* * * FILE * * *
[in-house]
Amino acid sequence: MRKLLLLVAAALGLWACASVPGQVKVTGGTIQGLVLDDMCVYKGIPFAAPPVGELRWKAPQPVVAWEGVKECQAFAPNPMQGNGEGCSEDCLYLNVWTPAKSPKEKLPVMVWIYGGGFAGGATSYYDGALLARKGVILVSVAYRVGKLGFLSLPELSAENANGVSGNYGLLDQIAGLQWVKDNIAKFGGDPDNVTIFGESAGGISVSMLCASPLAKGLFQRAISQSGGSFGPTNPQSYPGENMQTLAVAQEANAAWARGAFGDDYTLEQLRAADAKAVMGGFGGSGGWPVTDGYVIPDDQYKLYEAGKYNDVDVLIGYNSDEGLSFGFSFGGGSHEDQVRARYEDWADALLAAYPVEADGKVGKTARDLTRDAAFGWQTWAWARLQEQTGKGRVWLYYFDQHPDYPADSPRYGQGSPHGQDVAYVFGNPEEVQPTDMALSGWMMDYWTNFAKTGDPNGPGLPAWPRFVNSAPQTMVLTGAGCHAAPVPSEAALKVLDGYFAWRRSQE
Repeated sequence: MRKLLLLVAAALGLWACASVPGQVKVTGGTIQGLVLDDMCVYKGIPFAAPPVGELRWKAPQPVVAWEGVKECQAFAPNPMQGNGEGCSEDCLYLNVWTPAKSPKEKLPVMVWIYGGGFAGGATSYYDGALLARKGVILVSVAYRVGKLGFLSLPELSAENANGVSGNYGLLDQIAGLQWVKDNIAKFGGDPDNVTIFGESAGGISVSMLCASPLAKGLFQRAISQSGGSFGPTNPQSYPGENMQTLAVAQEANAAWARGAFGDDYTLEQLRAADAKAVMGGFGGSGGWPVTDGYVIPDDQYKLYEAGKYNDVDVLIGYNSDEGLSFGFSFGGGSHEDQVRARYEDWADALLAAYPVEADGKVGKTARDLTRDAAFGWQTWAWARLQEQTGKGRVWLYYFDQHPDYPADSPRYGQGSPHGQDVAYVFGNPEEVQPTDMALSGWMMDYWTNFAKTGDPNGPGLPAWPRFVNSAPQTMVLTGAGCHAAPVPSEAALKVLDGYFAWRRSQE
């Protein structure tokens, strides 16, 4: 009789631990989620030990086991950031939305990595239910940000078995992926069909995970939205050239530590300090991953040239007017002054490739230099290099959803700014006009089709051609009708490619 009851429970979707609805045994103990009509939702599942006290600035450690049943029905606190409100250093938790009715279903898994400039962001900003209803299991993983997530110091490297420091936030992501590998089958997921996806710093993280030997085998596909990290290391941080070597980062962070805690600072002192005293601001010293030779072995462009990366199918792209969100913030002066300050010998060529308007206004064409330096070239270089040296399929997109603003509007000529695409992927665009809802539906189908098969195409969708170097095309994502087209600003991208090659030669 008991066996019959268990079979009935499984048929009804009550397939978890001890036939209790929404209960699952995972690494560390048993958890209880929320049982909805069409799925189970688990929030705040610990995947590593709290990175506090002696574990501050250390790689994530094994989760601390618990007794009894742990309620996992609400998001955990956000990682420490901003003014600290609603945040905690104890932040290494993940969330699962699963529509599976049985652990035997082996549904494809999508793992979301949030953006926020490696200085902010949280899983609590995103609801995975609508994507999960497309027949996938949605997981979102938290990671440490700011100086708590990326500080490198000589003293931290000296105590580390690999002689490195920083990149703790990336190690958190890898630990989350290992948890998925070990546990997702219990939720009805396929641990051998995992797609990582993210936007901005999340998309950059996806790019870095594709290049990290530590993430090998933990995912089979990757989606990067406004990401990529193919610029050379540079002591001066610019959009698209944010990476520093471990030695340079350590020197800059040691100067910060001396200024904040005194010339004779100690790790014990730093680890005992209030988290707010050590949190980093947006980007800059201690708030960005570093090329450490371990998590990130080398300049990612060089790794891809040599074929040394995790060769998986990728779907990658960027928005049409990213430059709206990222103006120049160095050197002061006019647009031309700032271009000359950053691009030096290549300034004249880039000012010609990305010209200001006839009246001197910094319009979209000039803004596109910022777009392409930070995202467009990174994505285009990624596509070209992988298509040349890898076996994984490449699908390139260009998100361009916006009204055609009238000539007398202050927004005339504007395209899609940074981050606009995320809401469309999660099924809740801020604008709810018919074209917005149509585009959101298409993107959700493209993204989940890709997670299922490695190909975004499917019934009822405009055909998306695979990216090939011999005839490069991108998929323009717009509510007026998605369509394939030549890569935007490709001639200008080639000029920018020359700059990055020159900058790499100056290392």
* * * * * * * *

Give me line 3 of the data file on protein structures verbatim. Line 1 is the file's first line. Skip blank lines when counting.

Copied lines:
Repeated sequence: MRKLLLLVAAALGLWACASVPGQVKVTGGTIQGLVLDDMCVYKGIPFAAPPVGELRWKAPQPVVAWEGVKECQAFAPNPMQGNGEGCSEDCLYLNVWTPAKSPKEKLPVMVWIYGGGFAGGATSYYDGALLARKGVILVSVAYRVGKLGFLSLPELSAENANGVSGNYGLLDQIAGLQWVKDNIAKFGGDPDNVTIFGESAGGISVSMLCASPLAKGLFQRAISQSGGSFGPTNPQSYPGENMQTLAVAQEANAAWARGAFGDDYTLEQLRAADAKAVMGGFGGSGGWPVTDGYVIPDDQYKLYEAGKYNDVDVLIGYNSDEGLSFGFSFGGGSHEDQVRARYEDWADALLAAYPVEADGKVGKTARDLTRDAAFGWQTWAWARLQEQTGKGRVWLYYFDQHPDYPADSPRYGQGSPHGQDVAYVFGNPEEVQPTDMALSGWMMDYWTNFAKTGDPNGPGLPAWPRFVNSAPQTMVLTGAGCHAAPVPSEAALKVLDGYFAWRRSQE